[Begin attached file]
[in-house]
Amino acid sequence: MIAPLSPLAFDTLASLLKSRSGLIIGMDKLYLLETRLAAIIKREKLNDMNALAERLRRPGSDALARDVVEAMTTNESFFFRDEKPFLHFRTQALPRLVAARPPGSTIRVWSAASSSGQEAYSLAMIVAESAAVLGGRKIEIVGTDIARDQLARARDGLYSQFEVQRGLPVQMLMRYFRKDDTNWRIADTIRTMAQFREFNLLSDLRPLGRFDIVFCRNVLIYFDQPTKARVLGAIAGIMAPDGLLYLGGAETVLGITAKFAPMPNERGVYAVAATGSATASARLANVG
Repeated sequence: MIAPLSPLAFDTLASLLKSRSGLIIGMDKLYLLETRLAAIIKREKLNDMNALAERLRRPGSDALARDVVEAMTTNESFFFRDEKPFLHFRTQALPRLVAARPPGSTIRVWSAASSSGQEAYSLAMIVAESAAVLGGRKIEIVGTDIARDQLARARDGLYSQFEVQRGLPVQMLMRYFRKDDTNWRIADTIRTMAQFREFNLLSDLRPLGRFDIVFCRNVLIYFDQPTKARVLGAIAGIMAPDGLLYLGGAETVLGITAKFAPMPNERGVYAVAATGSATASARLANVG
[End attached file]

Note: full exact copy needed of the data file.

[in-house]
Amino acid sequence: MIAPLSPLAFDTLASLLKSRSGLIIGMDKLYLLETRLAAIIKREKLNDMNALAERLRRPGSDALARDVVEAMTTNESFFFRDEKPFLHFRTQALPRLVAARPPGSTIRVWSAASSSGQEAYSLAMIVAESAAVLGGRKIEIVGTDIARDQLARARDGLYSQFEVQRGLPVQMLMRYFRKDDTNWRIADTIRTMAQFREFNLLSDLRPLGRFDIVFCRNVLIYFDQPTKARVLGAIAGIMAPDGLLYLGGAETVLGITAKFAPMPNERGVYAVAATGSATASARLANVG
Repeated sequence: MIAPLSPLAFDTLASLLKSRSGLIIGMDKLYLLETRLAAIIKREKLNDMNALAERLRRPGSDALARDVVEAMTTNESFFFRDEKPFLHFRTQALPRLVAARPPGSTIRVWSAASSSGQEAYSLAMIVAESAAVLGGRKIEIVGTDIARDQLARARDGLYSQFEVQRGLPVQMLMRYFRKDDTNWRIADTIRTMAQFREFNLLSDLRPLGRFDIVFCRNVLIYFDQPTKARVLGAIAGIMAPDGLLYLGGAETVLGITAKFAPMPNERGVYAVAATGSATASARLANVG